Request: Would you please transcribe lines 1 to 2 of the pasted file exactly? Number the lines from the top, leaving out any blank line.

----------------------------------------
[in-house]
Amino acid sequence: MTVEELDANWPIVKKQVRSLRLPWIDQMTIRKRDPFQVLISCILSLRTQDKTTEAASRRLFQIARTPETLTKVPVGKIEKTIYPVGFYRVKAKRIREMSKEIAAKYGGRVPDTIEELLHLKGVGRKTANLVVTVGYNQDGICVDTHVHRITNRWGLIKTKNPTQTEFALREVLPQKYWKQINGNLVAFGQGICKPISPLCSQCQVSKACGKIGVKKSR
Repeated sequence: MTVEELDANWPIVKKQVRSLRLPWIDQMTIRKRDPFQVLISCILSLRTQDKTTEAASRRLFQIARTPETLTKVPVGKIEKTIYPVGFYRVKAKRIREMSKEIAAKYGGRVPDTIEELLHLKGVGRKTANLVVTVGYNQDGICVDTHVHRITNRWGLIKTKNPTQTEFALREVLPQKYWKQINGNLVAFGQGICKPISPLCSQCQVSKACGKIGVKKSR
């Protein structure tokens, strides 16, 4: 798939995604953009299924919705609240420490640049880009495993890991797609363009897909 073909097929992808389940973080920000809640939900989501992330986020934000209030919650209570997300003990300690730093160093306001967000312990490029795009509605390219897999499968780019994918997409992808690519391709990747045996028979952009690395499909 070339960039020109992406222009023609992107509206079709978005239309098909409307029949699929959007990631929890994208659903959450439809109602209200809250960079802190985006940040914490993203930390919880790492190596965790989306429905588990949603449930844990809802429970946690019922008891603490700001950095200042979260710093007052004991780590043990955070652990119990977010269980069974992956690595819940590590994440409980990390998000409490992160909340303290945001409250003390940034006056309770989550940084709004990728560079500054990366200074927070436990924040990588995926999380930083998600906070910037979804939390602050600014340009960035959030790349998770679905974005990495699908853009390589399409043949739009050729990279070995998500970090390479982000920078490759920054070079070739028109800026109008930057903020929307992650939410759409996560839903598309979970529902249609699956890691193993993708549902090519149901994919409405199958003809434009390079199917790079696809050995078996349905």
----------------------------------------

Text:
[in-house]
Amino acid sequence: MTVEELDANWPIVKKQVRSLRLPWIDQMTIRKRDPFQVLISCILSLRTQDKTTEAASRRLFQIARTPETLTKVPVGKIEKTIYPVGFYRVKAKRIREMSKEIAAKYGGRVPDTIEELLHLKGVGRKTANLVVTVGYNQDGICVDTHVHRITNRWGLIKTKNPTQTEFALREVLPQKYWKQINGNLVAFGQGICKPISPLCSQCQVSKACGKIGVKKSR